The picture changes a bit if we start instead at the point of peak Polish employment just after the referendum and also disaggregate Poles from other A8 workers. From their peak, the number of Polish workers has dropped by some 160k, or 22%. This really is quite substantial. The number of workers from other A8 countries dropped by less than 30,000 or 8%. The losses are again heavily concentrated in three occupational groups, and although made up for to some extent by Romanians and Bulgarians in the lowest-skilled sectors, the Skilled Trades Occupations saw nothing but reductions. Now these tens of thousands aren’t necessarily anything to get excited about when there are millions in each occupational group. However, over this period there was a reduction in the number of people working in Skilled Trades Occupations of just over 1% which is entirely accounted for by there being fewer Eastern Europeans working in the sector.
For context, we can look at how these changes fit into overall change in employment in the UK. Over the past two and a half years all growth has been concentrated in (essentially) higher skilled work and ‘office jobs’. Employment has fallen in lower skilled and ‘hands-on’ occupations. In Skilled Trades Occupations and Process, Plant and Machine Operatives, the entire drop is attributable to fewer EU workers.
So, has there been a big Brexodus? Well that depends on how full or empty you like your glass. If you like it half-full, then at the whole economy level, the number of EU workers hasn’t changed much. However, if you prefer it half-empty, there are clear signs that more people have been leaving the UK from some sectors than have been replaced in these sectors by other new EU arrivals (as it seems unlikely that individuals will have been moving from elementary occupations to being Managers and Directors). The implication is that while higher-skilled jobs in the UK continue to be attractive to people from around the EU, lower-skilled ones have become less so. This seems to be particularly true for people from Poland. Of course, this isn’t necessarily anything to do with a newly hostile or unwelcoming environment. If that were so, one would expect all groups to change similarly as the ‘unwelcoming’ would likely be as ill-disposed to Lithuanians, Hungarians et al as to Poles.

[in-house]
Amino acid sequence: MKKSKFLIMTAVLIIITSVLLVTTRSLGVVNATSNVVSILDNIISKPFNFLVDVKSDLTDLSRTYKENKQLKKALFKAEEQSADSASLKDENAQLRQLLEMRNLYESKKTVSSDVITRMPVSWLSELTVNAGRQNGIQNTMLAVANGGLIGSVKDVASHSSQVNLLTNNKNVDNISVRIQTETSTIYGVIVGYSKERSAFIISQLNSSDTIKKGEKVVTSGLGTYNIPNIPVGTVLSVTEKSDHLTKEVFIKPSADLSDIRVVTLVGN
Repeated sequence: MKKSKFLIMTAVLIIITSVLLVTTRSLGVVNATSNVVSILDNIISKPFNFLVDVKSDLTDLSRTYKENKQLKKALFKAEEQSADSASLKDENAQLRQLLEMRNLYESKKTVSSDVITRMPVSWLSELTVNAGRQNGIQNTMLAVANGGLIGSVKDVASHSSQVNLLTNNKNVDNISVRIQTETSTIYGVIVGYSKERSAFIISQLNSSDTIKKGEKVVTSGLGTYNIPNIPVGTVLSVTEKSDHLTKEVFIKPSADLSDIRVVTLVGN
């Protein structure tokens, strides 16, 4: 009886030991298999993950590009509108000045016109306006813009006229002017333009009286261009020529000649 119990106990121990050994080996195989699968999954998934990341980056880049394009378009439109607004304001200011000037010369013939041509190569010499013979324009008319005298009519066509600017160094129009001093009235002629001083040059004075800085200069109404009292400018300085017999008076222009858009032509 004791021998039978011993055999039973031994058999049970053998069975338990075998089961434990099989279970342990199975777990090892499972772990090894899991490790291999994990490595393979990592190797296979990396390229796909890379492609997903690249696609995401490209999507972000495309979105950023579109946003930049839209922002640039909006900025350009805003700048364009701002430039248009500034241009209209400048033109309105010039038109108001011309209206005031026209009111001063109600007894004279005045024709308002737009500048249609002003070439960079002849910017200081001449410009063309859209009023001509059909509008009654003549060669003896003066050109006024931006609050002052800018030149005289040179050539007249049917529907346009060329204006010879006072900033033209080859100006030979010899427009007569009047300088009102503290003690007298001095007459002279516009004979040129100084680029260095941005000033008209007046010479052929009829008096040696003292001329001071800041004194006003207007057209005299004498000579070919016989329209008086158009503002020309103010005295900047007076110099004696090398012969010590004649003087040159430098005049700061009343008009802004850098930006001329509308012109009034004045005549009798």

Instead it seems rather more likely to reflect changes in the Polish economy than anything else. Indeed, the change in the number of Polish workers in the UK from just before the referendum rather neatly tracks (inverted of course) the changing rate of GDP growth in Poland.
And not to forget either the strengthening of the Zloty against the pound.
Obviously the pace of growth in the Polish economy is not as such anything at all to do with Brexit (although the currency movements are). The fact that prospects in Poland for Poles might be booming may well be making life more difficult for some UK employers in specific sectors but that seems to be no more than a function that the employer offer just isn’t as attractive as it once was. UK employers have been very happy to take advantage of differentials in job availability and wage levels between the UK and some other EU countries, but those differentials were bound to narrow sooner or later whether the UK stayed (or stays) in the EU. I’m afraid my rather harsh judgement is that anyone who’s been caught out hasn’t been forward-planning enough.
Edited: Removed a sentence left over from a earlier draft looking at a different period so didn’t match the chart to which it referred!